“With the easing of trade restrictions and implementation of new regulatory initiatives in the region such as the ASEAN Customs Transit System and Regional Comprehensive Economic Partnership, trade cooperation will continue to strengthen and bolster intra-Asia trade. This augurs well for ASEAN countries as they gear up to bounce back strongly from the COVID-19 pandemic,” said Kelvin Leung, CEO, DHL Global Forwarding Asia Pacific.
For instance, the Greater Mekong Sub-region (GMS) Cross-Border Transport Facilitation Agreement (CBTA) allows each of the six-member countries - Cambodia, China, Laos, Myanmar, Thailand, and Việt Nam - to issue up to 500 GMS Road Transport Permits and Temporary Admission Documents (TADs) for goods and passenger vehicles registered, owned and/or operated in that country.
The ASEAN-China Free Trade Area has increased trade between Southeast Asia and China since coming into force in 2010, and the 15-member Regional Comprehensive Economic Partnership (RCEP) is expected to improve market access and facilitate investments across the bloc that represents about a third of the global GDP.
Việt Nam in particular has made leaps and bounds in the development of road infrastructure in the last two decades. As per World Bank rankings in 2018, the country has seen a significant improvement in its Logistics Performance Index (LPI). It ranked 39 out of the 160 countries, rising 25 places since 2016. Data from the Ministry of Industry and Trade showed that its logistics sector grew by over 12 per cent in 2018.
Over three-fourths of freight tonnage in Việt Nam was transported by road, growing 5 per cent on average annually between 2010 and 2018. This figure will likely continue to rise as the country double down on its effort to become the regional leading manufacturing hub. As an export-driven economy, Việt Nam requires a large import of raw materials while the finished goods will be exported, a process in which logistics is to play a vital part.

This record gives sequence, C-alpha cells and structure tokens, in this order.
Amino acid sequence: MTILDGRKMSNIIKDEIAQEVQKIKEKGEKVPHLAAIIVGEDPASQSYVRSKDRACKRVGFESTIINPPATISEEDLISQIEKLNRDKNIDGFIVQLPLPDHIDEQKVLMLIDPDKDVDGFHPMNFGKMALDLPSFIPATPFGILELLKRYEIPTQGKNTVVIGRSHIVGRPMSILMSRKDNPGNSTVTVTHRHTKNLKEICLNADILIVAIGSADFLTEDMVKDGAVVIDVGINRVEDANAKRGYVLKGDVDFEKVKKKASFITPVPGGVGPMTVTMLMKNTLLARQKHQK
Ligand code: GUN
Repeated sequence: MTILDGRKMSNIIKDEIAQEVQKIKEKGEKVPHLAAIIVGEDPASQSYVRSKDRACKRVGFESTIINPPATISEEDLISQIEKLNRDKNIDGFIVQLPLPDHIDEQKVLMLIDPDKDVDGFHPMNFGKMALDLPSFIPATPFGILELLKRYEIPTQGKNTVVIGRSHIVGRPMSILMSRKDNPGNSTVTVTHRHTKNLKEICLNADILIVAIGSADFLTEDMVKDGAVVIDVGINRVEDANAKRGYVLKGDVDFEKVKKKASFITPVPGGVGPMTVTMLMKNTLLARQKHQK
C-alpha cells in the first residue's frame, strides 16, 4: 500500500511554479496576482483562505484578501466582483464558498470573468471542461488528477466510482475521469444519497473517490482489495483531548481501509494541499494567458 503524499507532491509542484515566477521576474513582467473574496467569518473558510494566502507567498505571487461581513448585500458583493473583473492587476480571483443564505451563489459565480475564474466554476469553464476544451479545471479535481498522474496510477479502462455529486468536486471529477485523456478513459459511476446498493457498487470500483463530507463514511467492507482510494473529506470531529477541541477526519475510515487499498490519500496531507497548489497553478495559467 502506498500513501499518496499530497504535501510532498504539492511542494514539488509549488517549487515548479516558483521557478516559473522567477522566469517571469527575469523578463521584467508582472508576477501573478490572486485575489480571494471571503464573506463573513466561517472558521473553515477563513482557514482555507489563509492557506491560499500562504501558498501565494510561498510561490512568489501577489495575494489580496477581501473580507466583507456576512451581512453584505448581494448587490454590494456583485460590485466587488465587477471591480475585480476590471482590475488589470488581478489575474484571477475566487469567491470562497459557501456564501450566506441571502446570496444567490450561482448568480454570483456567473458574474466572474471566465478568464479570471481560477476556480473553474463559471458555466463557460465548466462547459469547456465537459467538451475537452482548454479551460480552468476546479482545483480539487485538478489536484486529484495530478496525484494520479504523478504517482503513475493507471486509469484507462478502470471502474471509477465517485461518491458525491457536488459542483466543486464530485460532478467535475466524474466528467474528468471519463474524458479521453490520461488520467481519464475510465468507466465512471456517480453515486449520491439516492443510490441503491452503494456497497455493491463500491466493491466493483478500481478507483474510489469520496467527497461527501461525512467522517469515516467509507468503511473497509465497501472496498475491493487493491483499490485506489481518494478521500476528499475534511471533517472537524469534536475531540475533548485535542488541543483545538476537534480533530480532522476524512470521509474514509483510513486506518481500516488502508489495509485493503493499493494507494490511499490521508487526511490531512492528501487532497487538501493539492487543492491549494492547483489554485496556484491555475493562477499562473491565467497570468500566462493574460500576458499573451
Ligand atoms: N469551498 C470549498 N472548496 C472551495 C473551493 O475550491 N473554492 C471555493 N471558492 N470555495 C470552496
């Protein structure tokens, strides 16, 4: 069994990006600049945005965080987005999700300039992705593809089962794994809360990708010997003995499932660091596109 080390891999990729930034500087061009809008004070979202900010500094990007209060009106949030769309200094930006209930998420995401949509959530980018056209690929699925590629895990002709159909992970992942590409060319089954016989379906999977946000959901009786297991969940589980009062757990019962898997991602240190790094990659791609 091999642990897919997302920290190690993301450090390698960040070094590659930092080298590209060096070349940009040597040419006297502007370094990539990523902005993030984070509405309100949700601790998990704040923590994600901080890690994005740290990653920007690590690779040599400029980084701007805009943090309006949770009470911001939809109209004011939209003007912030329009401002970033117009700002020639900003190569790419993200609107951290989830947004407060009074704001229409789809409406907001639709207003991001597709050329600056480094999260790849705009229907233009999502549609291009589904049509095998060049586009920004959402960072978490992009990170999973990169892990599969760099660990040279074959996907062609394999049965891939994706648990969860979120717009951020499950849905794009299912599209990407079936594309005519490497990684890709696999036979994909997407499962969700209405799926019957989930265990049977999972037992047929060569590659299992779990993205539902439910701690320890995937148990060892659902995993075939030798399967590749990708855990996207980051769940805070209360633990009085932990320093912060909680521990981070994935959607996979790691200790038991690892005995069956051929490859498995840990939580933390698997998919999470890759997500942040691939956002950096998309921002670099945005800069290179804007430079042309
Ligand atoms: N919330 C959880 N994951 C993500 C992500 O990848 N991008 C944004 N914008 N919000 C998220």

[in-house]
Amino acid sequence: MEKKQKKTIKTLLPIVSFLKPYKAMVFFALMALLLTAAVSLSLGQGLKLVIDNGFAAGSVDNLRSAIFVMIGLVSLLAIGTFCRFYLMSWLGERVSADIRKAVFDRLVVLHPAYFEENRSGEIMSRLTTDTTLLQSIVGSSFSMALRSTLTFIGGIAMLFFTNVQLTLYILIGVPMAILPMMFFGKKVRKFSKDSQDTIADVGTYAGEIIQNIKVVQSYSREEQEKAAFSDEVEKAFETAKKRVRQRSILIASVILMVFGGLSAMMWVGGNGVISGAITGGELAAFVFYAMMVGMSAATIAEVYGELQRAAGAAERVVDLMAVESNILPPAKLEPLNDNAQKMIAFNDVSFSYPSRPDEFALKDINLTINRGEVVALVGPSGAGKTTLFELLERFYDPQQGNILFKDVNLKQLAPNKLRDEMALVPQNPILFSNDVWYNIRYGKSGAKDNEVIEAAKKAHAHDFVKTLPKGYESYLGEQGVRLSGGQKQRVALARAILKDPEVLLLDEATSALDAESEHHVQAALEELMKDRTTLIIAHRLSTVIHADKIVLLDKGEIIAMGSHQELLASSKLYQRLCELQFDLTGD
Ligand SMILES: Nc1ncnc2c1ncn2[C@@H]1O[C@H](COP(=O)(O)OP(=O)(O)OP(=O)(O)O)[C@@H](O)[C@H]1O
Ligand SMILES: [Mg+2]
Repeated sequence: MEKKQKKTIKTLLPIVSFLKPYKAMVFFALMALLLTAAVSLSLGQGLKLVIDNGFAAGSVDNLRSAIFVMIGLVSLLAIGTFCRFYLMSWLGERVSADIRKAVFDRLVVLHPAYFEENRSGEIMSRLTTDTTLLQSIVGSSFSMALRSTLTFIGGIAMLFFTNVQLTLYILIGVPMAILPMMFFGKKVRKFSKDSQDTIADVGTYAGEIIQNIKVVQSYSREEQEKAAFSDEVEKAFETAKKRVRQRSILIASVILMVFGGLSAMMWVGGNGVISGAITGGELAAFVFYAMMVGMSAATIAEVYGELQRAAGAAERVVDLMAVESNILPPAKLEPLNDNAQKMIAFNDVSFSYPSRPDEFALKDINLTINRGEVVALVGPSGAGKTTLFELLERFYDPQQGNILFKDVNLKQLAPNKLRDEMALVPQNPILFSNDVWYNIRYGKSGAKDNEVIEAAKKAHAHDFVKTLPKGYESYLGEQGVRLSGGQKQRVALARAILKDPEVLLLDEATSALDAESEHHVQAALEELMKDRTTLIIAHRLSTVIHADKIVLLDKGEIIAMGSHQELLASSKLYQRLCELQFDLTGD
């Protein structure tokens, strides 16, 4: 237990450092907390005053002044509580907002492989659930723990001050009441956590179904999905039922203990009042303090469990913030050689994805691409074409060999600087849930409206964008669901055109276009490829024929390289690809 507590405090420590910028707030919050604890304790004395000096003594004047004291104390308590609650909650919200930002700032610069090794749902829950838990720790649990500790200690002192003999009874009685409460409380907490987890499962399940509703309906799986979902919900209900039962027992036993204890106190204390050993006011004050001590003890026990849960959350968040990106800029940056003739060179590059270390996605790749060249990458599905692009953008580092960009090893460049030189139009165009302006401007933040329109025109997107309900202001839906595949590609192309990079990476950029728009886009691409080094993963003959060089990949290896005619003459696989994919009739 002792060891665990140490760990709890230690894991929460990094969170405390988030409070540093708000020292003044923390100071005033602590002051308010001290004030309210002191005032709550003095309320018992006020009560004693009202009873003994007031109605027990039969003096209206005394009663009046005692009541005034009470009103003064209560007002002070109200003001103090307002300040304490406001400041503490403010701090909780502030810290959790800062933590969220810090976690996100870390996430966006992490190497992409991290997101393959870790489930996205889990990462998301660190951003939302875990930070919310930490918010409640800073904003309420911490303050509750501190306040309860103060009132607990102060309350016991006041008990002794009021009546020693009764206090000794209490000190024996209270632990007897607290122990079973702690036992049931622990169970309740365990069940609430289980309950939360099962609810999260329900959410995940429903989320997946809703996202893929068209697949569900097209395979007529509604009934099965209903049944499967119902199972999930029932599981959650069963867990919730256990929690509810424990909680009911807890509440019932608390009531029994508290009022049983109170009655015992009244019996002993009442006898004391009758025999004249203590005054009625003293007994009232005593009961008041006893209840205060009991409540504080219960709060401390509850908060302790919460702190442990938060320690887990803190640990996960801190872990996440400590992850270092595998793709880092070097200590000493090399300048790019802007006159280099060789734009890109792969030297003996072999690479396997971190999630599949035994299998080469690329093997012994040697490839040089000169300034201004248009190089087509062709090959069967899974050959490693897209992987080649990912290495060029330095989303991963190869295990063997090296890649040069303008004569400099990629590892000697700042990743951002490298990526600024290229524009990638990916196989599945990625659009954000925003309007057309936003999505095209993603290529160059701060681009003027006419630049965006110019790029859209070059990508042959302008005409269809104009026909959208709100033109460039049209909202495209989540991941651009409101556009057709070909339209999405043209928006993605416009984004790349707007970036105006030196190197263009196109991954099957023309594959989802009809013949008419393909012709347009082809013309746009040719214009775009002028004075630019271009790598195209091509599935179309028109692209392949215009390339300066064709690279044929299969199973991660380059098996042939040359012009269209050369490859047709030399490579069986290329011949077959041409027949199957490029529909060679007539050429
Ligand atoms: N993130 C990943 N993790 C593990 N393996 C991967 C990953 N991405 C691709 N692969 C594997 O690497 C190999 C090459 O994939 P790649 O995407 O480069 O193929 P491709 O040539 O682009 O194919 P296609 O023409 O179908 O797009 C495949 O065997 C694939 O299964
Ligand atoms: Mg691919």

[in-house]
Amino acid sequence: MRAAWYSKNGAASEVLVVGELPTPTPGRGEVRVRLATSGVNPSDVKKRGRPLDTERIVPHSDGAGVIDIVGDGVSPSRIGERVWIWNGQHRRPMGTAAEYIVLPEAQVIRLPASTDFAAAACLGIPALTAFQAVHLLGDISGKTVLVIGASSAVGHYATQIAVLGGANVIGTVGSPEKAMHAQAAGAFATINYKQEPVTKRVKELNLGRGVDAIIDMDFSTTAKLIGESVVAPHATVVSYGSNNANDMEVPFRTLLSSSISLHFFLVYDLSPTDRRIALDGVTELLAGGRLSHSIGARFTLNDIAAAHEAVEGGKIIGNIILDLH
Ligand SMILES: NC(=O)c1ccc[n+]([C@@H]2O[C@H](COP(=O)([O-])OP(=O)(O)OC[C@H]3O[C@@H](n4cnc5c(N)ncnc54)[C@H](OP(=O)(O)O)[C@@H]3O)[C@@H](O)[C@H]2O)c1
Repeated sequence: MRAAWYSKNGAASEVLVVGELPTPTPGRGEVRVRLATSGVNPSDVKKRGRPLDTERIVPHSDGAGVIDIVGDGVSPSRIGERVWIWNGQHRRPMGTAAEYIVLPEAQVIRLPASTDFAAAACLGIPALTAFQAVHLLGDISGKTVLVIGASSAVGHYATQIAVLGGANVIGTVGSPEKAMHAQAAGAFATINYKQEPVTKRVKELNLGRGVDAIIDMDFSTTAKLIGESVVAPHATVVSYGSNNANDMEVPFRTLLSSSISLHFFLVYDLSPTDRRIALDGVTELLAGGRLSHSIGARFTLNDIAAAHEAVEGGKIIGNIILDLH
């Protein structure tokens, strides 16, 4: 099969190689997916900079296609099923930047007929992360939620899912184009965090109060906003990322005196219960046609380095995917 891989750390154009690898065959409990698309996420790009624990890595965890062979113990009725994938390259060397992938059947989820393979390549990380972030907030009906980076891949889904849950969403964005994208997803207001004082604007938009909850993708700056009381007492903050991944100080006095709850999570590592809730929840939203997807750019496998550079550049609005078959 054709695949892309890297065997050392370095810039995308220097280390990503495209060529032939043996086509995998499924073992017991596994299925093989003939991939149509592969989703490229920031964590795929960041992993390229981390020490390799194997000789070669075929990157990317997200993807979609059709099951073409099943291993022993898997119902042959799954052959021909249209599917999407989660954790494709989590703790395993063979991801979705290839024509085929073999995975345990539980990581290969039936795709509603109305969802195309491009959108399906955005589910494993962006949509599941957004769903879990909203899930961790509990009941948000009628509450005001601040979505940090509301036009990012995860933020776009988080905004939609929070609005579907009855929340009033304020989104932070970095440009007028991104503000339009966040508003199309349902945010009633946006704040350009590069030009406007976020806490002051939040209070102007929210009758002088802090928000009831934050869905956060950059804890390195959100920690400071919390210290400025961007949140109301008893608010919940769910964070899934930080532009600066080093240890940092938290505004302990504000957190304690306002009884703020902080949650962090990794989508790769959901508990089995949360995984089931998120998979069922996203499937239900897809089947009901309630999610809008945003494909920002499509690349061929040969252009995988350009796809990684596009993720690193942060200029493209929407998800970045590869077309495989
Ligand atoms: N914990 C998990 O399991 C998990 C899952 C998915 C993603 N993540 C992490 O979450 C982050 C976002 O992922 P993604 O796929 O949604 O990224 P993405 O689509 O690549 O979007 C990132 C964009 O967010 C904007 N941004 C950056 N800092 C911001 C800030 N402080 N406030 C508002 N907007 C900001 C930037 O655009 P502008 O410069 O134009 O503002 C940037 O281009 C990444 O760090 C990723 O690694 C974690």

There is still room for improvement. Việt Nam's logistics cost, according to a World Bank paper, has been consistently 6 to 12 per cent higher than that of Thailand, China, and Malaysia.
Vietnamese government's scheme to rebuild and modernise the country's logistics infrastructure in the last decade has significantly reduced logistics costs, from 25 per cent of GDP to 15 per cent. However, there is still room for improvement. The country's logistics cost, according to a World Bank paper, was still consistently 6 to 12 per cent higher than that of Thailand, China, and Malaysia.
According to the Ministry of Transport, the country's road transport system stretches over 570,000 kilometres, including over 24,000 kilometres of national routes, over 1,000 kilometres of highway and nearly 27,000 kilometres of urban roads.
Việt Nam has made the upgrade of road transport infrastructure a key part of the country's socio-economic development strategy. Last year, the National Assembly has passed a resolution to build up to 4,000 kilometres of highways to connect all major provinces and towns across the country as well as the ASEAN's road system by 2030. — VNS